Low cost of living, easy-to-obtain visas, and cultural similarities attract Afghans to Indian universities.
Upon arriving in India, the first place Arif Ahmady visited was the Taj Mahal.
But it was hope for a better future that enticed Ahmady to leave his home in Kabul, Afghanistan last February. The second place he visted was Delhi University. Now he is busy scouting graduate schools to study computer science, checking out housing options, and connecting with other Afghan students in India.
“I want to study in a peaceful space, get an Indian degree because it has a great reputation in Afghanistan, go back and build a career,” says the 23-year-old, wearing a black cotton tunic, baggy pants, and a traditional Afghan scarf wrapped around his neck.
Indian cities such as New Delhi, Mumbai, Pune, Bangalore and Bhubaneswar attract thousands of Afghan youth to study. About 5,500 Afghan students are currently in the country, says Shaida Mohammad Abdali, Afghanistan’s ambassador to India, of whom about 300 are women.
Low cost of living, scholarships, familiarity with the country’s culture and language, good relations between governments, easy-to-obtain visas, and the use of English in the classroom are some of the main reasons Afghans like to study in India, Ahmady explains.
On a recent evening, he walked into an Afghan bakery in South Delhi’s bustling Lajpat Nagar market. Three-wheel rickshaws are lined on the street. Cars honk. Hawkers sell coconut water and spicy street food, calling out to the evening crowd hopping between upscale stores and open stalls.
“We call this area ‘Afghan Nagar’ and anyone coming from Afghanistan knows this is the go-to place,” Ahmady says. There are two such bakeries and three restaurants, and many guesthouses and apartments housing Afghan students, guests, medical refugees and asylum seekers.
The tiny bakery is more like a shed, its walls black with soot. One of the bakers is kneading dough, the other is scaling and shaping it. Another, whose face is covered with a thin, coarse cotton towel, sticks the dough into the interior wall of the oven.
Ahmady gingerly picks up six pieces of bread for 30 cents each and wraps them in a newspaper. “Three decades of unending war and a crippled education system have forced those with aspirations out,” he says, raising his voice to be heard above the street noise.
Those who can afford to go to Europe and the United States to study. Some choose Uzbekistan, Tajikistan and Turkey. Pakistan and Iran were once top destinations, but that is no longer the case, says Ahmady.
Visa rules for Iran have become stringent in recent years, while Pakistan has become unpopular among students and the state. “The Afghan government feels those who went to Pakistan returned as terrorists, so we are discouraged to go there,” says Ahmady, adding those with Pakistani degrees don’t find jobs easily. India is a cheap and quality option.
Each year, the Indian Council for Cultural Relations gives 2,325 scholarships to international students. Six-hundred and seventy-five are reserved for Afghans, the largest of any nationality. In recent years, a number of agencies have sprouted up in India and Afghanistan to aid in the application process.
“Afghanistan is still coming out of a deeply troubled recent history of terrorism, militancy and a civil war. They have great need to train and educate personnel to put their economy on track,” explains Suresh Kumar Goel, director general of the Indian Council for Cultural Relations.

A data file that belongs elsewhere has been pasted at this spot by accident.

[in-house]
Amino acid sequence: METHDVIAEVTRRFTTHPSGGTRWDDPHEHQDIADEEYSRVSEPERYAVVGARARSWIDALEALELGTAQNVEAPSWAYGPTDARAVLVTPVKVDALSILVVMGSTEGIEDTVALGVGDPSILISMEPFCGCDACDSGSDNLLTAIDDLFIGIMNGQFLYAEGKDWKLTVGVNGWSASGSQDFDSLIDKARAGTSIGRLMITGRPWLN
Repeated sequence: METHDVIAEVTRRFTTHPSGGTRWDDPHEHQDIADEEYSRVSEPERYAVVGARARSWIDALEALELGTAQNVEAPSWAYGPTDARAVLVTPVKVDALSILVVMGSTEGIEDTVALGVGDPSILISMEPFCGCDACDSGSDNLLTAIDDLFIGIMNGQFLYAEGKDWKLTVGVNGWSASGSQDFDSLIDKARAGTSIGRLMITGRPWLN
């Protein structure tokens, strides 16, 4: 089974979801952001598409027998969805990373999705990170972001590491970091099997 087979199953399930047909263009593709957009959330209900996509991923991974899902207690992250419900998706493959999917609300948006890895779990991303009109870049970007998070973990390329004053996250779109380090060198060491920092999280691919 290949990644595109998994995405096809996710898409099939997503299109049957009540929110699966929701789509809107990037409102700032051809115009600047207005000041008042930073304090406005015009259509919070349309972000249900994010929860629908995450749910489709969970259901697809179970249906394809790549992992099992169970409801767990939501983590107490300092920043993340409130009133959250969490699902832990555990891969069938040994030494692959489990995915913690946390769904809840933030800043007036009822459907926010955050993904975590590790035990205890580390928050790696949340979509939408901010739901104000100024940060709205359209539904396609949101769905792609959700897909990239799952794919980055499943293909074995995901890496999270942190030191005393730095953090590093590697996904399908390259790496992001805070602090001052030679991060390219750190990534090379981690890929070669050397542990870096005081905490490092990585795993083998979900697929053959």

“The increase of the number of scholarships for Afghanistan is part of India’s partnership with Afghanistan in that process.”
The largest concentration of Afghan students is in Pune, in Maharashtra state, says Ambassador Abdali.
Ahmed Reshad Mongry, who is pursuing a master’s degree in political science from Pune University, chose Pune for its weather and relaxed environment. In Afghanistan peace and safety are fragile, he says.
“The main problem, which I faced in India, is that some people think that Afghan people are terrorists – and this hurts me too much,” Mongry says, adding sometimes landlords refuse to rent rooms to Afghan students.
Mohammad Safa Sarwary, 25, earned his bachelor’s degree at Delhi University. He says his Indian degree and English-language proficiency helped him clinch a job at the Afghanistan Independent Bar Association in Kabul. He fondly recalls his student day. “I still laugh when I remember how I ate only bananas for two days when I first arrived in India because the food was so hot.”
India is also attracting Afghan women such as A Horyan, who asked that her full name not be used. “My parents fully supported my decision to come to India. But not all girls are so lucky,” says the 26-year-old student, who recently completed her master’s in zoology from Pune University. Culturally, it is more acceptable to go abroad for studies if family members accompany you, she adds.
Horyan says the quality of education, particularly science and technical courses, is a major hook. Horyan first applied for a scholarship in 2008. She didn’t get it, but a year after her marriage both she and her husband came to India. He enrolled in a doctorate programme and she chose a postgraduate course at the same university.
She says women’s education took a backseat during Taliban rule, when they were not allowed to go to university and were wrapped in burqas. “Things are changing, some families are encouraging their daughters to study, go abroad and work.”
Indian soap operas are part of daily life in Afghanistan, so she did not experience culture shock, she says. There is a close bond among the Afghans here; she personally knows about 100 Afghan women students.
But Horyan is sure she wants to return home. “Maybe I will teach. The war has taken a toll. There are so few professors and experts left in Afghanistan.”